Fight Over Blagojevich Nomination Takes Racial Turn

Posted December 30, 2008 at 12:27pm

Updated: 5:54 p.m.

Embattled Gov. Rod Blagojevich’s (D) surprising decision to name a successor to the open Senate seat vacated by President-elect Barack Obama took on racial tones Tuesday as Rep. Bobby Rush (D-Ill.) promised to take up the appointee’s case on the Hill as an issue of racial equality.

Blagojevich named former Attorney General Roland Burris (D) to take Obama’s place even as the governor is under investigation for trying to sell that very same seat. Burris, 71, currently runs a political consulting firm and works as a lawyer. He previously served as Illinois comptroller and was the Illinois attorney general from 1991 through 1995.

While the governor has been warned by both state and federal officials not to appoint a successor, he argued Tuesday that he was required by law to do so. Illinois is entitled to two U.S. Senators, he added.

Burris echoed that argument, telling reporters he did not want the state to enter the 111th Congress short-handed. Burris added that he has no ties to the controversy and had merely accepted an appointment. However, he did comment that his consulting firm had received contracts from the state, and his son’s law firm had done some business with the state government as well.

Burris already has a strong advocate in Congress in Rush, who argued that an African-American must take the spot vacated by Obama. Obama was the only African-American in the Senate, and it is of “tremendous national importance” that there be more African-Americans in that chamber.

Burris is an honorable man with “not one iota of taint on his record as a public servant” and should not be tainted by the controversy surrounding Blagojevich, Rush added. “I would not hang or lynch the appointee as you try to castigate the appointer,” he warned.

Rush is planning to make his case to the Congressional Black Caucus and various Senators, beginning with Sen. Dick Durbin (D-Ill.), the state’s senior Senator. “There is no rhyme or reason why he should not be seated in the U.S. Senate,” Rush said.

Following a multiyear investigation by the FBI, Blagojevich was charged with selling Obama’s Senate seat to the highest bidder, among other corruption charges. In a Dec. 19 press conference, the two-term Democratic governor proclaimed his innocence and vowed to fight the charges until he is vindicated.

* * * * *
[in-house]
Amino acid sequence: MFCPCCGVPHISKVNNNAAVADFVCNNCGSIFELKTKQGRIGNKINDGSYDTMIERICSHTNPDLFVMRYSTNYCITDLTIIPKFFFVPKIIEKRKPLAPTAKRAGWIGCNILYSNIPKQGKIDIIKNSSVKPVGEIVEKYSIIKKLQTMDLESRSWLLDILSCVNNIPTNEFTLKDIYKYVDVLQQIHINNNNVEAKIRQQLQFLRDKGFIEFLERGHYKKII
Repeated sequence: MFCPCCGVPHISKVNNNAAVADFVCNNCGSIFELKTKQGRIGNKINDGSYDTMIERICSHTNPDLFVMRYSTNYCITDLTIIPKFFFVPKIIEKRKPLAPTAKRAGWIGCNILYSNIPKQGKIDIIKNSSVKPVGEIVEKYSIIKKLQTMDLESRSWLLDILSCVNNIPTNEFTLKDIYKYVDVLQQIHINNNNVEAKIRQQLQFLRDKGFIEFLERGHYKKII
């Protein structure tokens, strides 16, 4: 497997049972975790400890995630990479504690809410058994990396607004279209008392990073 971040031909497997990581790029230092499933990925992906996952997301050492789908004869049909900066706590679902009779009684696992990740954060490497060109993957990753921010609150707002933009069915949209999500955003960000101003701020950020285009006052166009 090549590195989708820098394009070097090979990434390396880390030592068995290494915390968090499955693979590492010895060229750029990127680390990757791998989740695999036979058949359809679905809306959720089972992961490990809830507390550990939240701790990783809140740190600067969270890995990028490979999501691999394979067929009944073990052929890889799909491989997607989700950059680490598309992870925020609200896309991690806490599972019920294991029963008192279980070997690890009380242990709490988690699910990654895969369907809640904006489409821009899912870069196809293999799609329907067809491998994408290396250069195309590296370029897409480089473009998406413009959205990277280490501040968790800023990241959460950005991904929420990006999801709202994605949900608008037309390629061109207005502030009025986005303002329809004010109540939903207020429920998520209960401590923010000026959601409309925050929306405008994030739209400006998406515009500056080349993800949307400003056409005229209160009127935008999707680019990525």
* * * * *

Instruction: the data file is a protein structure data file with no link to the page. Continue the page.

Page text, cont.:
But it’s doubtful that anyone Blagojevich names to the seat, including Burris, would be seated. Senate Majority Leader Harry Reid (D-Nev.) reiterated his caucus’ position Tuesday afternoon to refuse to seat anyone Blagojevich names to the state’s open Senate seat.

In a statement from the Democratic leadership office, Reid chastised Blagojevich for not heeding the warning of all 50 Democratic Senators to refrain from naming an Obama replacement. The Senate Democratic Conference sent a letter to Blagojevich on Dec. 10 warning they would exercise their constitutional right to refuse to seat anyone he appointed to the Illinois Senate seat.

“We say this without prejudice toward Roland Burris’s ability, and we respect his years of public service,” the statement read. “But this is not about Mr. Burris; it is about the integrity of a governor accused of attempting to sell this United States Senate seat. Under these circumstances, anyone appointed by Gov. Blagojevich cannot be an effective representative of the people of Illinois and, as we have said, will not be seated by the Democratic Caucus.”

Democratic leadership also said given the Democrats’ agenda in the upcoming Congress, it is imperative that each state have two seated Senators as soon as possible — but the caucus would nonetheless not accept anyone nominated by Blagojevich.

A prominent black politician in the 1980s and 1990s, Burris lost a bid for governor in 1994. He also lost the Democratic primary for Senate in 1984 to Sen. Paul Simon (D-Ill.).

In a statement released late Tuesday afternoon, Obama said: “Roland Burris is a good man and a fine public servant, but the Senate Democrats made it clear weeks ago that they cannot accept an appointment made by a governor who is accused of selling this very Senate seat. I agree with their decision, and it is extremely disappointing that Governor Blagojevich has chosen to ignore it.

“I believe the best resolution would be for the Governor to resign his office and allow a lawful and appropriate process of succession to take place. While Governor Blagojevich is entitled to his day in court, the people of Illinois are entitled to a functioning government and major decisions free of taint and controversy,” the president-elect said.